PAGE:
A quick internet search revealed to me that Pattern Recognition, the eighth novel by William Gibson, was the first to be on the New York Times Bestsellers list, and the first to be set in a contemporary world instead of a fantastical one. The increased overall popularity of the more recent William Gibson novels ( as opposed to Neuromancer, whose popularity was more of a word-of-mouth cult hit ) may be due to this; however, speaking personally, I found the contemporary world of Pattern Recognition less compelling.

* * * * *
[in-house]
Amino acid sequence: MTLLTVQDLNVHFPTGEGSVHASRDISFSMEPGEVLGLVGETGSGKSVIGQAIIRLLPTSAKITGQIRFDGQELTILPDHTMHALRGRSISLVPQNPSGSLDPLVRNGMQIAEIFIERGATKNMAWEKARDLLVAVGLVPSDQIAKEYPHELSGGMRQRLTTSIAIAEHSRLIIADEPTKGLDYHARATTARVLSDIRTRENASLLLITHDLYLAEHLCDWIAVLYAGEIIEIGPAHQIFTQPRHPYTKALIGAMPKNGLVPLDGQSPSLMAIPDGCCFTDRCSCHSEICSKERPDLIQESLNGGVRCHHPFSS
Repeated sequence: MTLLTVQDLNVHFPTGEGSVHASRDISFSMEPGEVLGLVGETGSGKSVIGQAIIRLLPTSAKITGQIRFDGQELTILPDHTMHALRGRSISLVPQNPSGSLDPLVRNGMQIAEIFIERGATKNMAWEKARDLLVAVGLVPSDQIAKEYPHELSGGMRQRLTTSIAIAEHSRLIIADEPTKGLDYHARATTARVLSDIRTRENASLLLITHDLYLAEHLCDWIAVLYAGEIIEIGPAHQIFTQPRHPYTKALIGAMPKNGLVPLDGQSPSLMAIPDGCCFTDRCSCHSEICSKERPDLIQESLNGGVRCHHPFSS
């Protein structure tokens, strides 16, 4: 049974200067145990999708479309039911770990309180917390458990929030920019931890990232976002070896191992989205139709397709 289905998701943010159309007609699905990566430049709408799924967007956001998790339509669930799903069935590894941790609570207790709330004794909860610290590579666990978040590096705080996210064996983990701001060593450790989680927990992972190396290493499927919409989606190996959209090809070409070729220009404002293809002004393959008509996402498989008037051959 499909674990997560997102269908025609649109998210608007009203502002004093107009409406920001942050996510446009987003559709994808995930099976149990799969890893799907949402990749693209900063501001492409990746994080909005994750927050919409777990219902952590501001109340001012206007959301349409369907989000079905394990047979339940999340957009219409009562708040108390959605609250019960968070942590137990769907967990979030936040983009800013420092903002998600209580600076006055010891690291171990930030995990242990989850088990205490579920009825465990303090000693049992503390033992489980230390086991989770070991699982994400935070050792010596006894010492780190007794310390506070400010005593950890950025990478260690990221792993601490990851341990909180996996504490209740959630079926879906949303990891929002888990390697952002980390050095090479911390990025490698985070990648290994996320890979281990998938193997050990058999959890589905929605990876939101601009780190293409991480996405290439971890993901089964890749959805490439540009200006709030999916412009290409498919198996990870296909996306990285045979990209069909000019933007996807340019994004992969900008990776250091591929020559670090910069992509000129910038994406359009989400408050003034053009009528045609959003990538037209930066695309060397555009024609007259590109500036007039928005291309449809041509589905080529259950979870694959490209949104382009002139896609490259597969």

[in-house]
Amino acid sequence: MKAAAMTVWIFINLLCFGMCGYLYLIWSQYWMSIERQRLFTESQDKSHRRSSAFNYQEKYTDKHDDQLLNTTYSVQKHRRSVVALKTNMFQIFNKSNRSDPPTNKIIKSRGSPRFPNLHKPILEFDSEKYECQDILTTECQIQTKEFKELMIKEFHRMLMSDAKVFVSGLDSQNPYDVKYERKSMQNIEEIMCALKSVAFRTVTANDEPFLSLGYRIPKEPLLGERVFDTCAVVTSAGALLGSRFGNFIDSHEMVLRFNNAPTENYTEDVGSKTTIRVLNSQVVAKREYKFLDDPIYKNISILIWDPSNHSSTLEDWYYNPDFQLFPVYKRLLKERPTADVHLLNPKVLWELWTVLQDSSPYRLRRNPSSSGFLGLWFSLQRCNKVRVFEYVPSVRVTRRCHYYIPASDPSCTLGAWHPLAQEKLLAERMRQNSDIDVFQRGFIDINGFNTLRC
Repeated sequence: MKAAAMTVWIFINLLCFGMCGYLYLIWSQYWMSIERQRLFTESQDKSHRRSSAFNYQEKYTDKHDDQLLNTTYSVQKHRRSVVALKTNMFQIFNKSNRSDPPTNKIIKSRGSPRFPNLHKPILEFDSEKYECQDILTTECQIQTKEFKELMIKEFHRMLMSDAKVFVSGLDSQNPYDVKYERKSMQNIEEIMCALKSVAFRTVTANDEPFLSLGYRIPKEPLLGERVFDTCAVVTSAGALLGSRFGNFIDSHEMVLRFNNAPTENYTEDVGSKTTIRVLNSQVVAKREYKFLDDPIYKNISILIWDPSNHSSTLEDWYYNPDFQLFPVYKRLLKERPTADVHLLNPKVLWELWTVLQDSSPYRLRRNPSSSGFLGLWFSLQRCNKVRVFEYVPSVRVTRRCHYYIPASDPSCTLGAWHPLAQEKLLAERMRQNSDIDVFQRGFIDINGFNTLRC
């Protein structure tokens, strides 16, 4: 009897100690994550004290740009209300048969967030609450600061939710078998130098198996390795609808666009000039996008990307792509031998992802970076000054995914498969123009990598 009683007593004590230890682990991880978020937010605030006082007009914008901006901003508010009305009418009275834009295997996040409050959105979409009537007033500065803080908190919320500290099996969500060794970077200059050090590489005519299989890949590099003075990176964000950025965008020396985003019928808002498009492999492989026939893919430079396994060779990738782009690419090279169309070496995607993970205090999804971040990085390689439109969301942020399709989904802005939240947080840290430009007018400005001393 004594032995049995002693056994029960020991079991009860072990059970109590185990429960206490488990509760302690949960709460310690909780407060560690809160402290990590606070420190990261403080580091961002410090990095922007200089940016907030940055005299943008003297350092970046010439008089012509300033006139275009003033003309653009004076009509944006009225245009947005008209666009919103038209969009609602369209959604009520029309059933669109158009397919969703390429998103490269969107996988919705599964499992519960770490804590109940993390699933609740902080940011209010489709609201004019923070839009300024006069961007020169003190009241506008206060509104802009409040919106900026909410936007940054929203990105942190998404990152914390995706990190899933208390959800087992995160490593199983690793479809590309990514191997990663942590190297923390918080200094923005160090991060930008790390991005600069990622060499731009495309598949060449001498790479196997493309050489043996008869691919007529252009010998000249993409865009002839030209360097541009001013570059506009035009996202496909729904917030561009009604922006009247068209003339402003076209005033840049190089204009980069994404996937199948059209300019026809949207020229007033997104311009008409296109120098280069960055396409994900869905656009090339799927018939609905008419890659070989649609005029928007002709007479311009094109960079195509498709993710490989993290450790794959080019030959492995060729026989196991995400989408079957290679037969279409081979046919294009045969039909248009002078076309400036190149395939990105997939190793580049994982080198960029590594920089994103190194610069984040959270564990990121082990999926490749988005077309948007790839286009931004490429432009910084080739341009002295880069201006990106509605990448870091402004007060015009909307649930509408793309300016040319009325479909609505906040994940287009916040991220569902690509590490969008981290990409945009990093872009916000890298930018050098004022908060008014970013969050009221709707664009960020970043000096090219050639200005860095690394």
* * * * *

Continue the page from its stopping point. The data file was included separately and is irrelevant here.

William Gibson's "Neuromancer" manages to create worlds that are both an exercise n sensory overload and a frustrating lack of detail, leaving the reader confused as to the environment. What is perhaps most interesting in this detailed description is the attention Gibson pays to material. Scarcely a page goes by without some mention of a plastic window, a silk futon, a leather jacket, denim pants, or a fiberglass chassis. A large part of what creates the futuristic sense of Gibson's world is the development of new materials and the unfamiliar hierarchy of materials, consisting of both the new and the jarringly familiar substances. This hierarchy of material breaks down to two separate categories: body modification and environment.